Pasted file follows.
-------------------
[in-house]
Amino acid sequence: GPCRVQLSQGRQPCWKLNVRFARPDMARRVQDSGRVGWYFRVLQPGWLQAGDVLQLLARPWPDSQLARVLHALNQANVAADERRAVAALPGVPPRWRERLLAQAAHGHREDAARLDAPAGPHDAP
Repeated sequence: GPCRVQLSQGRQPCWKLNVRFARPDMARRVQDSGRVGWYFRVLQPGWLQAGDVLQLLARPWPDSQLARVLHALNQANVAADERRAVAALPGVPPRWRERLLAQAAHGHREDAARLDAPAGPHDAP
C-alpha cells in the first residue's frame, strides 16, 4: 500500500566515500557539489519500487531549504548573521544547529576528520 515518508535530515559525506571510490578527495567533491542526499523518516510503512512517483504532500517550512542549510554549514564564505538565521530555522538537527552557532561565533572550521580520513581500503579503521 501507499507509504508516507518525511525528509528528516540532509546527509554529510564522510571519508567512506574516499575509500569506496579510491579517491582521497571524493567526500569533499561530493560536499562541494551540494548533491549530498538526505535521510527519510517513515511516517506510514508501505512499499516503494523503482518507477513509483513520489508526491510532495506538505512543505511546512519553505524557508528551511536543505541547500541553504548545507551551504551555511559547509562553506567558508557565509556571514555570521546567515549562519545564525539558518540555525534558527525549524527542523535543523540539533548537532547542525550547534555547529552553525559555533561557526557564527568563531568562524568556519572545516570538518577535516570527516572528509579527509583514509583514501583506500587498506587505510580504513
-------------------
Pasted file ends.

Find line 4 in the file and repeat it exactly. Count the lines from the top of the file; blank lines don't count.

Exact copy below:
C-alpha cells in the first residue's frame, strides 16, 4: 500500500566515500557539489519500487531549504548573521544547529576528520 515518508535530515559525506571510490578527495567533491542526499523518516510503512512517483504532500517550512542549510554549514564564505538565521530555522538537527552557532561565533572550521580520513581500503579503521 501507499507509504508516507518525511525528509528528516540532509546527509554529510564522510571519508567512506574516499575509500569506496579510491579517491582521497571524493567526500569533499561530493560536499562541494551540494548533491549530498538526505535521510527519510517513515511516517506510514508501505512499499516503494523503482518507477513509483513520489508526491510532495506538505512543505511546512519553505524557508528551511536543505541547500541553504548545507551551504551555511559547509562553506567558508557565509556571514555570521546567515549562519545564525539558518540555525534558527525549524527542523535543523540539533548537532547542525550547534555547529552553525559555533561557526557564527568563531568562524568556519572545516570538518577535516570527516572528509579527509583514509583514501583506500587498506587505510580504513